3 posts tagged with 1979 by filthy light thief.
Displaying 1 through 3 of 3.
In January of 1979, ABC premiered a made-for-TV movie called Salvage, featuring Harry Broderick (Andy Griffith) as "the junkman with a dream," which he stated simply: "I want to build a ship, fly to the moon, salvage all the NASA stuff up there, bring it back to the earth, and sell it." His crazy idea isn't so crazy, thanks to the assistance of former astronaut Skip Carmichael (Joel Higgins) and fuel/tech expert Melanie Slozar (Trish Stewart). They managed to build their spaceship and get to the moon and back, thanks to Carmichael's ingenious "Trans-Linear Vector Principle." The movie did so well that the crew's adventures were extended into a total of 18 episodes, split into two seasons. [more inside]
It's New Years Eve (or already the first day of the new year, depending on where you are), and you may be looking for something other than the radio to play for a countdown. Head backwards, then, to cruise into the 80s with the Grateful Dead for the closing of Winterland. Or join the Janglers to say goodby to 1993 and hello to 1994 at Peabody's Downunder. You can check out twelve hours of Essential Mixing and relive the transition from 2000 to 2001. Get closer to the present day with some big band and swing into 2010 in style. Say hello to 2011 with B.A.G.S. (Bullman, Ashworth, Guggino, Sipe), spend an hour and a half with Blu Mar Ten or six and a half hours with Mr Scruff. And if you're looking for something new for tonight, try some mixes from Redondo, Montreal Funk Monkeys, and a countdown minimix from DJ Raymix.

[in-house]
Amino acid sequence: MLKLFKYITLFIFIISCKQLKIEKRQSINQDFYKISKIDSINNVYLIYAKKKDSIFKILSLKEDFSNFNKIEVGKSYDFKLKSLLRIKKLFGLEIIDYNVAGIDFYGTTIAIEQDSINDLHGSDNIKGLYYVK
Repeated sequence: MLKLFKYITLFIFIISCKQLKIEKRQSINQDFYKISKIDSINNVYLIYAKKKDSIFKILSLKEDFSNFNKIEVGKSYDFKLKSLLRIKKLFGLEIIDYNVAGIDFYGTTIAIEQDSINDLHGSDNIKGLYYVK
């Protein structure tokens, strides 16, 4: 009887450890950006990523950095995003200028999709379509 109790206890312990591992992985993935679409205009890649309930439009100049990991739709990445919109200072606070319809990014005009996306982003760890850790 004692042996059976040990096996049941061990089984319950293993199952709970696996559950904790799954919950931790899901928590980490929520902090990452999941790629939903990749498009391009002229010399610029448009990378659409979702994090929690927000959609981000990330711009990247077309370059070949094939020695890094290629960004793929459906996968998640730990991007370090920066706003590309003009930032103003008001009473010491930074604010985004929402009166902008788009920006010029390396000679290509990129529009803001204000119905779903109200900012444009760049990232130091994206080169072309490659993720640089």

80 Blocks from Tiffany’s was what The Warriors, the cultish and campy Hollywood street gang movie involving roller skates and a race to Coney Island, could never be. It was real. Shot over the course of a couple of weeks in the summer of ’79 (as the seeds of hip-hop culture were slowly sprouting in the BX), 80 Blocks from Tiffany’s, produced by Lorne Michaels [and directed by SNL director Gary Weis], veers away from the social commentary typically associated with gang exposés. Instead, the 60-minute documentary focuses on the personalities behind the news reports, including a tough NYPD detective from the Bronx Youth Gang Task Force and a sympathetic community activist. Quoted from the introduction to an interview with Gary Weis.